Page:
BFLS designs Welsh national conservatoire's new performance venue with access for all
The Royal Welsh College of Music & Drama is Wales’ national conservatoire. BFLS won an international design competition in 2007 to design a new building containing a 450-seat concert hall, a 150-seat theatre and a cafe / bar, all of which will be accessible to the public, as well as rehearsal spaces and movement studios for students.
The brief asked the design team to create not only world-class performance spaces that inspire learning and nurture creativity but also a landmark civic building that would make sensitive reference to its context in its design and use of material.
The college is set within a Grade I listed Royal Park, near the magnificent Cardiff Castle. There are two existing campus buildings: the Raymond Edwards Building, which sits immediately at the rear of the new building, and the Anthony Hopkins Centre, which lies directly to the south of it.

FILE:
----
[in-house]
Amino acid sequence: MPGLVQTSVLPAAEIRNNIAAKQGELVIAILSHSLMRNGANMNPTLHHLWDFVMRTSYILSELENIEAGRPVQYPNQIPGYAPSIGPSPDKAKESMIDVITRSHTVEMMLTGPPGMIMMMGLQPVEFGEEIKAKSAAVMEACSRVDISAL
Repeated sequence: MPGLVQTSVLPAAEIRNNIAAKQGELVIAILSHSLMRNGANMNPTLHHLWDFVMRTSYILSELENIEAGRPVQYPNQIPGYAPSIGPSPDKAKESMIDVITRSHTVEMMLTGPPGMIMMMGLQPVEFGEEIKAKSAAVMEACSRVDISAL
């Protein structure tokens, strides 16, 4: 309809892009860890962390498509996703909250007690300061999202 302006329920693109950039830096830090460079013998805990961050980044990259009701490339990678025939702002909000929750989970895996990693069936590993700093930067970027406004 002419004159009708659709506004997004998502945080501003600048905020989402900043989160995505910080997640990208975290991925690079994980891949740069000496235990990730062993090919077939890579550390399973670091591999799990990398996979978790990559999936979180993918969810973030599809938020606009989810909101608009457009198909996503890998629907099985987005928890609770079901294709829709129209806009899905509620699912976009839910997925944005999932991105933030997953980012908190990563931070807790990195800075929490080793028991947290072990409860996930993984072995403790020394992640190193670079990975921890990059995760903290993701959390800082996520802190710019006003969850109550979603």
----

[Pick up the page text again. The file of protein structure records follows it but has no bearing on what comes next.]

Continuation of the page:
Each of the new performance spaces has been conceived as a separate building so that the mass is broken up and human scale is introduced at a street level. A single floating roof unifies the individual components as a whole, providing a dynamic new frontage for the college.
The double-height foyer will reveal stunning views over Bute Park. The space acts as both the ‘spine’ of the building, linking the two performance spaces, and as its ‘lungs,’ circulating warm and cool air through its natural stack chimney effect.
Sitting snugly amongst the nearby woods, the new concert hall is entirely clad in horizontal timber screen. The cladding wraps itself around the entire concert hall, with a cutback set inside the foyer allowing access.
At the other end of the building, a semi-circular form, clad in near-white Portland stone, accommodates the Richard Burton Theatre. Both the use of Portland stone and vertical fins placed across the facade give nod to the nearby neoclassical buildings.
Finally, the college wanted the new building to be environmentally responsible. RWCMD is set to achieve BREEAM ‘Excellent’ by incorporating various sustainable measures, such as the placement of water-heating solar panels and use of natural ventilation and thermal mass where possible, as well as envisaging the arcade as a giant chimney stack.